That’s how she feels compelled to start a conversation about how she, a white woman with a Ph.D. in medieval history and an adjunct professor, came to rely on food stamps and Medicaid. Ms. Bruninga-Matteau, a 43-year-old single mother who teaches two humanities courses at Yavapai College, in Prescott, Ariz., says the stereotype of the people receiving such aid does not reflect reality. Recipients include growing numbers of people like her, the highly educated, whose advanced degrees have not insulated them from financial hardship.

“I find it horrifying that someone who stands in front of college classes and teaches is on welfare,” she says.

Ms. Bruninga-Matteau grew up in an upper-middle class family in Montana that valued hard work and saw educational achievement as the pathway to a successful career and a prosperous life. She entered graduate school at the University of California at Irvine in 2002, idealistic about landing a tenure-track job in her field. She never imagined that she’d end up trying to eke out a living, teaching college for poverty wages, with no benefits or job security.

Ms. Bruninga-Matteau always wanted to teach. She started working as an adjunct in graduate school. This semester she is working 20 hours each week, prepping, teaching, advising, and grading papers for two courses at Yavapai, a community college with campuses in Chino Valley, Clarkdale, Prescott, Prescott Valley, and Sedona. Her take-home pay is $900 a month, of which $750 goes to rent. Each week, she spends $40 on gas to get her to the campus; she lives 43 miles away, where housing is cheaper.

Ms. Bruninga-Matteau does not blame Yavapai College for her situation but rather the “systematic defunding of higher education.” In Arizona last year, Gov. Jan Brewer, a Republican, signed a budget that cut the state’s allocation to Yavapai’s operating budget from $4.3-million to $900,000, which represented a 7.6 percent reduction in the college’s operating budget. The cut led to an 18,000-hour reduction in the use of part-time faculty like Ms. Bruninga-Matteau.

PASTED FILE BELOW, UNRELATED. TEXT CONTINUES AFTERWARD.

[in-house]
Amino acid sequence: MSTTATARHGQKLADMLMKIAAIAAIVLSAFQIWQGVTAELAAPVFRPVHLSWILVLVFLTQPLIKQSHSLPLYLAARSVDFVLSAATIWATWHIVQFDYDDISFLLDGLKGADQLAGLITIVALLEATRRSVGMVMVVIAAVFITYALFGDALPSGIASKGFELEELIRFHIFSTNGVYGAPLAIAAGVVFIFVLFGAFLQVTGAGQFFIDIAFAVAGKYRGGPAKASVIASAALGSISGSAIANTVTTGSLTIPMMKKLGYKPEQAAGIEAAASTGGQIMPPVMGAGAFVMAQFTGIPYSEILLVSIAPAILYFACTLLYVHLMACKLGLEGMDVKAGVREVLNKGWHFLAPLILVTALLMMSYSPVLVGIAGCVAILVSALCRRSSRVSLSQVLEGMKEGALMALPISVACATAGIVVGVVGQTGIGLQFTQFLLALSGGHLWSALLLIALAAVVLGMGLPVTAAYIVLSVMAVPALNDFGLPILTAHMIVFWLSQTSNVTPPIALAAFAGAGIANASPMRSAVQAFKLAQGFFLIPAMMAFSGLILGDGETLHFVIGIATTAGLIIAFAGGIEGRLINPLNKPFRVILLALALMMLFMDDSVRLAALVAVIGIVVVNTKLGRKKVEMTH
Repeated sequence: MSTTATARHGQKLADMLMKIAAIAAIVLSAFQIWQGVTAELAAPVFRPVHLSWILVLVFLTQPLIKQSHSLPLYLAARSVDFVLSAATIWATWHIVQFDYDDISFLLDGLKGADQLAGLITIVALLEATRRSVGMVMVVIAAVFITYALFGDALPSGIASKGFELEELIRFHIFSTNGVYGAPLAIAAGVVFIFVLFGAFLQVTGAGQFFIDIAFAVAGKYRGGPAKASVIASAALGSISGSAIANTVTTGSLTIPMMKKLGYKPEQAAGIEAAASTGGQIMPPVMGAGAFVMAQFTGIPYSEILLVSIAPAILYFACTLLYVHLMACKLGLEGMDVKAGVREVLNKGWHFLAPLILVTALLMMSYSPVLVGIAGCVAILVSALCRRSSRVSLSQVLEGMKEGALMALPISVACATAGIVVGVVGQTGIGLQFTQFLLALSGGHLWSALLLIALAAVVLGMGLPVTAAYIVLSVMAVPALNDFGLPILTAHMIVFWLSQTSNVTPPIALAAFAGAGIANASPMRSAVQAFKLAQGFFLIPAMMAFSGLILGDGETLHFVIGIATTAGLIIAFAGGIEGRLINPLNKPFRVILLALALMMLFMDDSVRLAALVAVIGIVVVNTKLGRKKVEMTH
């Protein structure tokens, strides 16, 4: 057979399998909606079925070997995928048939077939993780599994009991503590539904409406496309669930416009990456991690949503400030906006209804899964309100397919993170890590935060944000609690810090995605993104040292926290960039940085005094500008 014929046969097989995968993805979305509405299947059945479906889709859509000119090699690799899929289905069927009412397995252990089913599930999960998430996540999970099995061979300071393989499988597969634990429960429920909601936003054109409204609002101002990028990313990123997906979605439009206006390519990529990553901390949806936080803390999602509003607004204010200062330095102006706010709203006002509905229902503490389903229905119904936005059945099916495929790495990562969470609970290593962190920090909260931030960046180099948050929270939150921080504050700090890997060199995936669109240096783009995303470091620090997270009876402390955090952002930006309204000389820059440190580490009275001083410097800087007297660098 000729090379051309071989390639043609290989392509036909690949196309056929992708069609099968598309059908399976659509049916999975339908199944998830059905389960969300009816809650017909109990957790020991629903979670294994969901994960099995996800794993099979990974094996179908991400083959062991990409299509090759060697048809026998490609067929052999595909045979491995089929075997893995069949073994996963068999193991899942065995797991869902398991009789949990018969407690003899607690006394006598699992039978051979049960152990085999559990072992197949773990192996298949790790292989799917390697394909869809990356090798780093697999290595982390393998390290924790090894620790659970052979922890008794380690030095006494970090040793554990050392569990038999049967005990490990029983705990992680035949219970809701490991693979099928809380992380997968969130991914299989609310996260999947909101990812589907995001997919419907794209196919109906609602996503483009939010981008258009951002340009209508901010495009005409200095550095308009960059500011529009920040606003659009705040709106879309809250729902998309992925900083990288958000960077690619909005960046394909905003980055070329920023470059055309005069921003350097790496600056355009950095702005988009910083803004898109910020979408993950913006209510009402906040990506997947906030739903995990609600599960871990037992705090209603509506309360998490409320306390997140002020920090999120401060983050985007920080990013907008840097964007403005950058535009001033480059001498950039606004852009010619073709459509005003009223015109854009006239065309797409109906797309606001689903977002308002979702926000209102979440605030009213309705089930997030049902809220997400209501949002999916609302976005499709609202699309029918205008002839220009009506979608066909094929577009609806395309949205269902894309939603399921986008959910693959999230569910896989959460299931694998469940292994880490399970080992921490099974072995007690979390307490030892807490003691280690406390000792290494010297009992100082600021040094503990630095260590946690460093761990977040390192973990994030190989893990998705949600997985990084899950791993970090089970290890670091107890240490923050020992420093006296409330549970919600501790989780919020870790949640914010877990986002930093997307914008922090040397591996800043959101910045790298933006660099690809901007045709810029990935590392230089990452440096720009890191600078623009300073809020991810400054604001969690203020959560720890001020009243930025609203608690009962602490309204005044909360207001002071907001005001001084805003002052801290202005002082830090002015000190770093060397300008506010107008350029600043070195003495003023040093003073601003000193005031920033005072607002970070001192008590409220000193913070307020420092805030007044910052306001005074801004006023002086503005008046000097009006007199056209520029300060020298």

“The media gives us this image that people who are on public assistance are dropouts, on drugs or alcohol, and are irresponsible,” she says. “I’m not irresponsible. I’m highly educated. I have a whole lot of skills besides knowing about medieval history, and I’ve had other jobs. I’ve never made a lot of money, but I’ve been able to make enough to live on. Until now.”

She’s irresponsible, because she expects the people who choose to study rather difficult and unpleasant subjects like nursing and computer science and economics to pay for her lifestyle through taxation and “higher education funding”. I do think it’s important to point out that the main driver of higher tuition is increasing government funding of education, and that this increasing funding of higher education is nothing but corporate welfare.

Excerpt:

The most obvious way that colleges might capture federal student aid is by raising tuition. Research to date has been inconclusive, but Stephanie Riegg Cellini of George Washington University and Claudia Goldin of Harvard have provided compelling new analysis. Cellini and Goldin looked at for-profit colleges, utilizing the key distinction that only some for-profit schools are eligible for federal aid. Riegg and Goldin find that that aid-eligible institutions “charge much higher tuition … across all states, samples, and specifications,” even when controlling for the content and quality of courses. The 75 percent difference in tuition between aid-eligible and ineligible for-profit colleges — an amount comparable to average per-student federal assistance — suggests that “institutions may indeed raise tuition to capture the maximum grant aid available.”

Here are some of the comments that I posted in a Facebook discussion about the CHE story:

I know that some may disagree with me, but this is why people need to focus on STEM fields and stay away from artsy stuff and Ph.Ds in general. We are in a recession. Trade school and STEM degrees only until things improve.

Also, no single motherhood by choice. Get married before you have children, and make sure you vet the husband carefully for his ability to protect, provide, commit and lead on moral and spiritual issues. This woman is not a victim. She chose her life, and the rest of us are paying for it. Nice tattoos by the way – that will really help when she’s looking for a job.